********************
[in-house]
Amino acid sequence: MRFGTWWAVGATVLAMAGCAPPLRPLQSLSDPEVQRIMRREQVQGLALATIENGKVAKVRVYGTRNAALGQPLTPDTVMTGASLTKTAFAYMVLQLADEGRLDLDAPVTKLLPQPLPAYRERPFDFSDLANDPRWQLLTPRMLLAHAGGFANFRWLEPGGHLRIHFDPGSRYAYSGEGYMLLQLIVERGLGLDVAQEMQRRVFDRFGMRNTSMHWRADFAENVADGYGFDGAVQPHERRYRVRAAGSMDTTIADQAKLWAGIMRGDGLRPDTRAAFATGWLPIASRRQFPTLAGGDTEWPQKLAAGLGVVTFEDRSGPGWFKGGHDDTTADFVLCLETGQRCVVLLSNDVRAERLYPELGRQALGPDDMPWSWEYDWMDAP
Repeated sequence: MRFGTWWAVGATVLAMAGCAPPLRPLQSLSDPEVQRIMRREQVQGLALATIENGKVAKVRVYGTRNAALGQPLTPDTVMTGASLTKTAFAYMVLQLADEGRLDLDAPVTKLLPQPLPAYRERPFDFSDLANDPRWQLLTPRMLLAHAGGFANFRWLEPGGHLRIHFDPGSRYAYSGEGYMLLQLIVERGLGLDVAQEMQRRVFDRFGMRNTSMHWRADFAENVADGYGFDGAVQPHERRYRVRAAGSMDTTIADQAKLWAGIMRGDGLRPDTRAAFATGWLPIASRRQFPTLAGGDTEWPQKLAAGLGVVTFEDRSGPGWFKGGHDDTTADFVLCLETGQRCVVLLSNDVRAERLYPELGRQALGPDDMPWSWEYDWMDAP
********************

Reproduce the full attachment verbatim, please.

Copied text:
[in-house]
Amino acid sequence: MRFGTWWAVGATVLAMAGCAPPLRPLQSLSDPEVQRIMRREQVQGLALATIENGKVAKVRVYGTRNAALGQPLTPDTVMTGASLTKTAFAYMVLQLADEGRLDLDAPVTKLLPQPLPAYRERPFDFSDLANDPRWQLLTPRMLLAHAGGFANFRWLEPGGHLRIHFDPGSRYAYSGEGYMLLQLIVERGLGLDVAQEMQRRVFDRFGMRNTSMHWRADFAENVADGYGFDGAVQPHERRYRVRAAGSMDTTIADQAKLWAGIMRGDGLRPDTRAAFATGWLPIASRRQFPTLAGGDTEWPQKLAAGLGVVTFEDRSGPGWFKGGHDDTTADFVLCLETGQRCVVLLSNDVRAERLYPELGRQALGPDDMPWSWEYDWMDAP
Repeated sequence: MRFGTWWAVGATVLAMAGCAPPLRPLQSLSDPEVQRIMRREQVQGLALATIENGKVAKVRVYGTRNAALGQPLTPDTVMTGASLTKTAFAYMVLQLADEGRLDLDAPVTKLLPQPLPAYRERPFDFSDLANDPRWQLLTPRMLLAHAGGFANFRWLEPGGHLRIHFDPGSRYAYSGEGYMLLQLIVERGLGLDVAQEMQRRVFDRFGMRNTSMHWRADFAENVADGYGFDGAVQPHERRYRVRAAGSMDTTIADQAKLWAGIMRGDGLRPDTRAAFATGWLPIASRRQFPTLAGGDTEWPQKLAAGLGVVTFEDRSGPGWFKGGHDDTTADFVLCLETGQRCVVLLSNDVRAERLYPELGRQALGPDDMPWSWEYDWMDAP